- Book Reviews
- About me
Welcome to the online home of Tim Challies, blogger, author, and book reviewer.
A La Carte (5/2)
May 02, 2012
Called to Confess - I really enjoyed this article, written by Aileen’s best friend Stacey. She relates an experience she had, then looks at my envy articles, and takes it from there. “I sat down at the computer last night to write a blog post. Nothing came to me. Well, nothing in the form of a blog post anyway. Something else came, though. It crept in slowly, cautiously, masked and disguised as something far less ugly than what was actually hidden beneath.”
When Serpents Bite Granny - I’m a recent subscriber to this blog, but have been enjoying it quite a bit. Here’s a good post that borrows from John Newton: “Perhaps the most offensive claim of the gospel is that a hate-filled cannibalistic child molester finds the same redemption and has an equal status in the eyes of God as your dear old church lovin’, bake-sale havin’, baby burpin’ granny.”
Note to Self - The Kindle edition of Joe Thorn’s excellent book Note to Self is on sale. So too is Curtis Allen’s Education or Imitation?. David Murray’s Christians Get Depressed Too is still at $2.99.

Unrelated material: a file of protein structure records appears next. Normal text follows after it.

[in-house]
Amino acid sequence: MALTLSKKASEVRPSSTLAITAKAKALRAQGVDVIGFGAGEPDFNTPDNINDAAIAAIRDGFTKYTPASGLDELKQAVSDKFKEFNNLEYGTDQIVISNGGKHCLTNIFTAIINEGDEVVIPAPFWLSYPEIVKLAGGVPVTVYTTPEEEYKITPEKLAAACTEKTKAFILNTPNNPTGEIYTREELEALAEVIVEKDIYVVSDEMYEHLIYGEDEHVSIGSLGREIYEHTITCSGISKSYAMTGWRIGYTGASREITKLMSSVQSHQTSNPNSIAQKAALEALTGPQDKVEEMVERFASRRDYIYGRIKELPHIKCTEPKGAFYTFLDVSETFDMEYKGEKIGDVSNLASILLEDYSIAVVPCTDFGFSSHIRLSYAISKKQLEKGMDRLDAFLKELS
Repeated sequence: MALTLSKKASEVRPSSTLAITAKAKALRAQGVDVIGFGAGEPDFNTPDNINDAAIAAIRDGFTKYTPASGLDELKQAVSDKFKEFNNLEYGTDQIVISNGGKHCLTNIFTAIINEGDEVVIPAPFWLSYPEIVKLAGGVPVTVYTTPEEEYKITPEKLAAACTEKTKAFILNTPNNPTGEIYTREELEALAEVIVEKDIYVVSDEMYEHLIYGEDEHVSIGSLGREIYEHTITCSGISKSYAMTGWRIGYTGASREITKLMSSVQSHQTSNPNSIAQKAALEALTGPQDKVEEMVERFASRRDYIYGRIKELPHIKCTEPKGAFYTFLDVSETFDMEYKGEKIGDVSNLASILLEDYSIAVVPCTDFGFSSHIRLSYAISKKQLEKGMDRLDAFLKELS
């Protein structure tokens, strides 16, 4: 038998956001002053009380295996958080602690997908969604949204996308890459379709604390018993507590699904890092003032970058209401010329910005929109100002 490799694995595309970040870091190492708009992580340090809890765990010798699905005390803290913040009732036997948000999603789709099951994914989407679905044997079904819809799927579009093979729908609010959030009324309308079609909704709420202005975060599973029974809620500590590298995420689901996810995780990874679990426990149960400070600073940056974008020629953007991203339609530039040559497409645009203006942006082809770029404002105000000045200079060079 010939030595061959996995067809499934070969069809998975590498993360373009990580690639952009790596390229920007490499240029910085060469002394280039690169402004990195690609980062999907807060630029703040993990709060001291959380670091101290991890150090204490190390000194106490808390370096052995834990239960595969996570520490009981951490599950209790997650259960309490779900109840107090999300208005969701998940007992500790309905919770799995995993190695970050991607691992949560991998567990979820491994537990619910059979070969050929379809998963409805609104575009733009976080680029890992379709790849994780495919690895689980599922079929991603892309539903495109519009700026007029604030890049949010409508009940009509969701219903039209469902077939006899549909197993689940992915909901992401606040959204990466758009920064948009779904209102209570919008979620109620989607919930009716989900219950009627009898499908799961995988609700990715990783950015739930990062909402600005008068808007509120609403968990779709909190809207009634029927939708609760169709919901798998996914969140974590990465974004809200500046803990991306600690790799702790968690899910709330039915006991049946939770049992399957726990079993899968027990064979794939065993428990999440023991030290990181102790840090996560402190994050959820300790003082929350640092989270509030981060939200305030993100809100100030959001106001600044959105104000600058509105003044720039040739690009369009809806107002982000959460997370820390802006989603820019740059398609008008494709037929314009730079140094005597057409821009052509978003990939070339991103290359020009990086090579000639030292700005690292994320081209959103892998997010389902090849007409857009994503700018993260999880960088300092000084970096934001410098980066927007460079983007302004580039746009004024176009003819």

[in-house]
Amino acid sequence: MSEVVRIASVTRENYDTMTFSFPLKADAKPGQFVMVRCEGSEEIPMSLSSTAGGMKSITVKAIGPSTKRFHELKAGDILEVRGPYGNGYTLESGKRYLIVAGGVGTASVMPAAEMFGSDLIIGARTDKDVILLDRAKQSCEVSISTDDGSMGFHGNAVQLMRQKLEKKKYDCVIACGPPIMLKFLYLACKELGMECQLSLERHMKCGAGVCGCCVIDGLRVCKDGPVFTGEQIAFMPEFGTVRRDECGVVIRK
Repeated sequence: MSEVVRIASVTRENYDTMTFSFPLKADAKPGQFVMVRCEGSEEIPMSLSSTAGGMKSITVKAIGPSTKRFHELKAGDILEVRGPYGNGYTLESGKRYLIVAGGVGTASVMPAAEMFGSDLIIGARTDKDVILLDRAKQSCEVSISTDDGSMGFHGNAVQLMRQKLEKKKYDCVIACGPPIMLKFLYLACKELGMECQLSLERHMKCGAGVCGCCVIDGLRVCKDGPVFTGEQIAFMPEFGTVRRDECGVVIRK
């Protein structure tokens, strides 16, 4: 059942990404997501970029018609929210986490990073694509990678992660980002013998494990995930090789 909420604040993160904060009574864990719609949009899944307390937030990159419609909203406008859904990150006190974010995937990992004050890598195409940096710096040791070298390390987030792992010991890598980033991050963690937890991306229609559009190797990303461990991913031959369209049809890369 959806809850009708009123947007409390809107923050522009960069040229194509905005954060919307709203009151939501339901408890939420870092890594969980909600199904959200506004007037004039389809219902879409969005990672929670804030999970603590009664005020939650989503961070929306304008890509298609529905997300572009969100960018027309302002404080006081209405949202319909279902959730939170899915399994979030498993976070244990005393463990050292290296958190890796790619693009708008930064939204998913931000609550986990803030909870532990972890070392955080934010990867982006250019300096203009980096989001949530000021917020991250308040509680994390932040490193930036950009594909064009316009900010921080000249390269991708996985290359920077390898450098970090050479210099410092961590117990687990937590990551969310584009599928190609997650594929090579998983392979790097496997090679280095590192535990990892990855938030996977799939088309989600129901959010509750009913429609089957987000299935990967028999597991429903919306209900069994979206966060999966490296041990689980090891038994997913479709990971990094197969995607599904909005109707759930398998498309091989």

Megachurch as the New Liberalism - This is a long but important article from Al Mohler. He looks at megachurches, and one megachurch pastor in particular, and shows how these churches play a crucial role in promoting (or destroying) Christian theology.
Why Am I Not Enough? - This article takes on a common question that comes when a wife finds that her husband has been looking at pornography—Why am I not enough for him?
Machine Politics - If you’re interested in working your way through a longform article, this one is really interesting (though you’ll have to put up with some bad language). It deals with one of the world’s foremost hackers.
Why Don’t Christians Care That They Sin? - Alistair Begg and R.C. Sproul answer this question at a Ligonier Ministries National Conference Q&A.
There is no attribute of God more comforting to his children than the doctrine of divine sovereignty. —C.H. Spurgeon